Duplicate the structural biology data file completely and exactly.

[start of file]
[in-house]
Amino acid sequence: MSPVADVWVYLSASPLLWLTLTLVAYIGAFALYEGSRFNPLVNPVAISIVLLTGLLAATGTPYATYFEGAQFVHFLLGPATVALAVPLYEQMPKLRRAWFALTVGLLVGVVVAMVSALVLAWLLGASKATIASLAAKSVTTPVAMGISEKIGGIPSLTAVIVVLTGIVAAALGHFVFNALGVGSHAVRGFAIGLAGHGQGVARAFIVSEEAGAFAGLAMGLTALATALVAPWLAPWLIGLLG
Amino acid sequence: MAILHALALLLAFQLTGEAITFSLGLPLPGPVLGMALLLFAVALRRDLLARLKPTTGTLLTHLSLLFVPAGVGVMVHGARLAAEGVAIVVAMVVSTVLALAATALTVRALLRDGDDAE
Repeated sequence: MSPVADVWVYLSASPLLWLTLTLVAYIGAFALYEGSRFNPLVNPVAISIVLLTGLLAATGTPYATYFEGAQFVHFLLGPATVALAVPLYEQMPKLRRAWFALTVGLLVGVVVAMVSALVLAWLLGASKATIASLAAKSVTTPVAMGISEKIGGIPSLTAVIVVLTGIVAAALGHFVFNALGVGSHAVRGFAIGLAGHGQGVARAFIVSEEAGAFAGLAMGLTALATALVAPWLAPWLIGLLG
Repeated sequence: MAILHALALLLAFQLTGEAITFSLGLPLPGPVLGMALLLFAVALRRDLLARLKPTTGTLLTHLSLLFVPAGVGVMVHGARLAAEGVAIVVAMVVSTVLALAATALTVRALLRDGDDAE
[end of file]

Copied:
[in-house]
Amino acid sequence: MSPVADVWVYLSASPLLWLTLTLVAYIGAFALYEGSRFNPLVNPVAISIVLLTGLLAATGTPYATYFEGAQFVHFLLGPATVALAVPLYEQMPKLRRAWFALTVGLLVGVVVAMVSALVLAWLLGASKATIASLAAKSVTTPVAMGISEKIGGIPSLTAVIVVLTGIVAAALGHFVFNALGVGSHAVRGFAIGLAGHGQGVARAFIVSEEAGAFAGLAMGLTALATALVAPWLAPWLIGLLG
Amino acid sequence: MAILHALALLLAFQLTGEAITFSLGLPLPGPVLGMALLLFAVALRRDLLARLKPTTGTLLTHLSLLFVPAGVGVMVHGARLAAEGVAIVVAMVVSTVLALAATALTVRALLRDGDDAE
Repeated sequence: MSPVADVWVYLSASPLLWLTLTLVAYIGAFALYEGSRFNPLVNPVAISIVLLTGLLAATGTPYATYFEGAQFVHFLLGPATVALAVPLYEQMPKLRRAWFALTVGLLVGVVVAMVSALVLAWLLGASKATIASLAAKSVTTPVAMGISEKIGGIPSLTAVIVVLTGIVAAALGHFVFNALGVGSHAVRGFAIGLAGHGQGVARAFIVSEEAGAFAGLAMGLTALATALVAPWLAPWLIGLLG
Repeated sequence: MAILHALALLLAFQLTGEAITFSLGLPLPGPVLGMALLLFAVALRRDLLARLKPTTGTLLTHLSLLFVPAGVGVMVHGARLAAEGVAIVVAMVVSTVLALAATALTVRALLRDGDDAE